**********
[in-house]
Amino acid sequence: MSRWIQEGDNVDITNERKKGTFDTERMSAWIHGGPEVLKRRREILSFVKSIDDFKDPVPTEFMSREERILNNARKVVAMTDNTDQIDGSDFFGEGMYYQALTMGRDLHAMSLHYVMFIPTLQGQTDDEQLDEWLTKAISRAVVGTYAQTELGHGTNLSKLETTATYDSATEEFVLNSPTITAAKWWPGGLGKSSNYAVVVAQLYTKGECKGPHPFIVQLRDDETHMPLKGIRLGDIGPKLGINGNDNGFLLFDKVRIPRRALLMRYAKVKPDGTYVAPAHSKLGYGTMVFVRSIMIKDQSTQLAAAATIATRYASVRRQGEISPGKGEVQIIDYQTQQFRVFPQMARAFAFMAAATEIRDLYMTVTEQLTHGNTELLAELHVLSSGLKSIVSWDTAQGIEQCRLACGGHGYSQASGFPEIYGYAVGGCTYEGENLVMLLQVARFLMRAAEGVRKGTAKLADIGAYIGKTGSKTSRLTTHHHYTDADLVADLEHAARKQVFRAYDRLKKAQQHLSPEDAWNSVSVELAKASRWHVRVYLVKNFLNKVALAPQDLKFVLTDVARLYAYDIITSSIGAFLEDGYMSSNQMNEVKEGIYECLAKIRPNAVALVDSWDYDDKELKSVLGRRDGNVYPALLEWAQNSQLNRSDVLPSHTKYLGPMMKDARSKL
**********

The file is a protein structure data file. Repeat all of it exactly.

[in-house]
Amino acid sequence: MSRWIQEGDNVDITNERKKGTFDTERMSAWIHGGPEVLKRRREILSFVKSIDDFKDPVPTEFMSREERILNNARKVVAMTDNTDQIDGSDFFGEGMYYQALTMGRDLHAMSLHYVMFIPTLQGQTDDEQLDEWLTKAISRAVVGTYAQTELGHGTNLSKLETTATYDSATEEFVLNSPTITAAKWWPGGLGKSSNYAVVVAQLYTKGECKGPHPFIVQLRDDETHMPLKGIRLGDIGPKLGINGNDNGFLLFDKVRIPRRALLMRYAKVKPDGTYVAPAHSKLGYGTMVFVRSIMIKDQSTQLAAAATIATRYASVRRQGEISPGKGEVQIIDYQTQQFRVFPQMARAFAFMAAATEIRDLYMTVTEQLTHGNTELLAELHVLSSGLKSIVSWDTAQGIEQCRLACGGHGYSQASGFPEIYGYAVGGCTYEGENLVMLLQVARFLMRAAEGVRKGTAKLADIGAYIGKTGSKTSRLTTHHHYTDADLVADLEHAARKQVFRAYDRLKKAQQHLSPEDAWNSVSVELAKASRWHVRVYLVKNFLNKVALAPQDLKFVLTDVARLYAYDIITSSIGAFLEDGYMSSNQMNEVKEGIYECLAKIRPNAVALVDSWDYDDKELKSVLGRRDGNVYPALLEWAQNSQLNRSDVLPSHTKYLGPMMKDARSKL